I don't usually write about "computering" or "websiting" or the intricacies of html programming. Nor is this meant as an exercise in hornblowing, but I pulled off a little trick today that others might find helpful at best and at the very least interesting. For some time I've been disappointed at how poorly artwork for websites scans from photos, so some time ago I tried scanning an actual drawing. My scanner (8 1/2"x11" flatbed) was not large enough to encompass the entire work so I made three separate scans and joined them into a single jpg using my photo utility of choice, PhotoStudio by ArcSoft. The results were more satisfactory than scanning the photo. The drawing was a portrait of a cheerleader now posted at my portrait website.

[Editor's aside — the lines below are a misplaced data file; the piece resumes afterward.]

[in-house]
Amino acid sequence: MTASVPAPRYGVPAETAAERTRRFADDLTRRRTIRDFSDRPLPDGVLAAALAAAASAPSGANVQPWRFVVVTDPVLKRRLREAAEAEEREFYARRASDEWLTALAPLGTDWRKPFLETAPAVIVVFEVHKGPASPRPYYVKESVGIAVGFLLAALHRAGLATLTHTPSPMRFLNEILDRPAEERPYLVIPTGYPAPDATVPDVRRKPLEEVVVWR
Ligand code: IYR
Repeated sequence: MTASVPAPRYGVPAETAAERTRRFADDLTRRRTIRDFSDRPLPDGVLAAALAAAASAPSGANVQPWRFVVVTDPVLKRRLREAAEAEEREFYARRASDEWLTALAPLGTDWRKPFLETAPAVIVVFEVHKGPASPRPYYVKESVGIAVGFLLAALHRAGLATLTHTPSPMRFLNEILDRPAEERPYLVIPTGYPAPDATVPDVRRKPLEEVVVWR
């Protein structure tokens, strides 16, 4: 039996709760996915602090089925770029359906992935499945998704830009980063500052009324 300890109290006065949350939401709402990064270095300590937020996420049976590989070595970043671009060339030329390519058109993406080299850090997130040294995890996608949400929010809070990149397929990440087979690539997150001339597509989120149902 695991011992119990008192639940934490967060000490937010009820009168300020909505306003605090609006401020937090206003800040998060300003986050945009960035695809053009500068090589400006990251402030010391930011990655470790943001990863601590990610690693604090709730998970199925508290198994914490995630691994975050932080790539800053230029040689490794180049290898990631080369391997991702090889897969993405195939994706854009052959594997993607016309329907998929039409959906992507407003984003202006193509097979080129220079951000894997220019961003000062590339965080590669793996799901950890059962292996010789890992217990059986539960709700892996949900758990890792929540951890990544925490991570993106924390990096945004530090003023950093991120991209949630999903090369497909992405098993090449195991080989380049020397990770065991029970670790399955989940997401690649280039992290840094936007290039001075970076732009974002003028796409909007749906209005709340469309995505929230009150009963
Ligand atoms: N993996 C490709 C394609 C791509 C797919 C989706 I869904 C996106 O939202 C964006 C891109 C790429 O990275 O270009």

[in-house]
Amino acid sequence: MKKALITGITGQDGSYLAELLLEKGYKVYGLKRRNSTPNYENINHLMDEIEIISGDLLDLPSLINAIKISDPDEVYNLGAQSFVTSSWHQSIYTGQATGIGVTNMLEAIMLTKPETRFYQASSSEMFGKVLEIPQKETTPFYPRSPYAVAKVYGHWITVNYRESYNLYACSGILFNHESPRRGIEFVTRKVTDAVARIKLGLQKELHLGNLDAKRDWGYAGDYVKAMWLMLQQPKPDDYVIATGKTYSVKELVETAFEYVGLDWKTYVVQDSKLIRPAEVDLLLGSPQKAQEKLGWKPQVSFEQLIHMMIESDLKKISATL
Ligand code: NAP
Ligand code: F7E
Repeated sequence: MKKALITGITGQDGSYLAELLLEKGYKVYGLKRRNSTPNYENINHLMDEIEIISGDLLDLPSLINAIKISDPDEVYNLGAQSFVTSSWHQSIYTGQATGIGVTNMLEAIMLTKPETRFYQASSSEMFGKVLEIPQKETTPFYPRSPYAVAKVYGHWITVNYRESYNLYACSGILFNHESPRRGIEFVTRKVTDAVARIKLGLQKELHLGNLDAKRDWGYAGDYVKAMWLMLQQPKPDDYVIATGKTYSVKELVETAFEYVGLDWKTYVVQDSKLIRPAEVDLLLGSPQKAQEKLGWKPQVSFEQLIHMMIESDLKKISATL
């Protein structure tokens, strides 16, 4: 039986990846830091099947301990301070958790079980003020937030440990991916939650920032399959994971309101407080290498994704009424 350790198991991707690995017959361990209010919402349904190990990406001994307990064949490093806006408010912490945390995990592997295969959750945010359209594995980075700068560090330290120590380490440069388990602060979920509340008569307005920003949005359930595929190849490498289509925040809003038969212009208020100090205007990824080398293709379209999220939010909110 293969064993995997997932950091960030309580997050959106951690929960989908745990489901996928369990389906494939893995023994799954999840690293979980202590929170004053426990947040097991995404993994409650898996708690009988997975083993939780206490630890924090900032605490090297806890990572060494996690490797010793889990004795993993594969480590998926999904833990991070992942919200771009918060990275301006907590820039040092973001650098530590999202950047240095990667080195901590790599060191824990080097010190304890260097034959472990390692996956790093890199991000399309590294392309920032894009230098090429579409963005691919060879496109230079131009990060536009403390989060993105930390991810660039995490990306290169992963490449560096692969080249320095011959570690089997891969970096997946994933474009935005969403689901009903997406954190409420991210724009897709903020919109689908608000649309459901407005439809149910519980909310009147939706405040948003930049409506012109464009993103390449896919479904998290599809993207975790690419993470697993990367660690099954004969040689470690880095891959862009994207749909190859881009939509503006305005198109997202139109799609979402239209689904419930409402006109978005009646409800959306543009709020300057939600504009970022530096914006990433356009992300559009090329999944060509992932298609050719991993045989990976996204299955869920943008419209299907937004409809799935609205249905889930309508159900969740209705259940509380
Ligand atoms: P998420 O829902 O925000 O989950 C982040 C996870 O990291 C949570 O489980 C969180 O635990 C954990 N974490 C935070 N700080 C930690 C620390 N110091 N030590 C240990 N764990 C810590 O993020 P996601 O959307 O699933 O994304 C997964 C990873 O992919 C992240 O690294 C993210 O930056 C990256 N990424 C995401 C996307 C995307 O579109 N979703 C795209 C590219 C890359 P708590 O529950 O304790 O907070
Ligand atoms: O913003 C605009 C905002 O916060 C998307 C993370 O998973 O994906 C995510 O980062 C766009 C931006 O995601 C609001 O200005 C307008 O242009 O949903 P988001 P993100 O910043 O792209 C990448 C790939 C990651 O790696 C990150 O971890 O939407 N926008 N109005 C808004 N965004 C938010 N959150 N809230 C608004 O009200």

Today, I took that a step further by attempting the same procedure (though considerably more complex) with my newest painting. The painting wasn't small by any means (16"x30"). I had to create six different scanned sections to be merged in the same manner as I did the drawing mentioned above. It wasn't easy, but it worked. I had a few problems with alignment and gaps between scans (I'll be more careful next time), but on the whole the posted results are at least as good as a scanned photo and without the intermediate step (not to mention time and cost) of photographing the work.
The painting was scanned in six sections at 50dpi. Then I made a blank 150dpi. scan to serve as a "canvas" upon which to mount the six separate scans of the painting. That part was all fairly easy (I know, easy for you to say). Anyway, the tricky part is copying and pasting all the rectangular parts together perfectly (or nearly so). When that's done, the completed work is saved to a new file. I had to downsize it to 33% of the original scan, which really hurts the quality, but is necessary to see the entire painting on one screen. Well, in any case, the results can be seen in the "transportation" portion of my website. The painting, by the way, is entitled "Chevy Beach."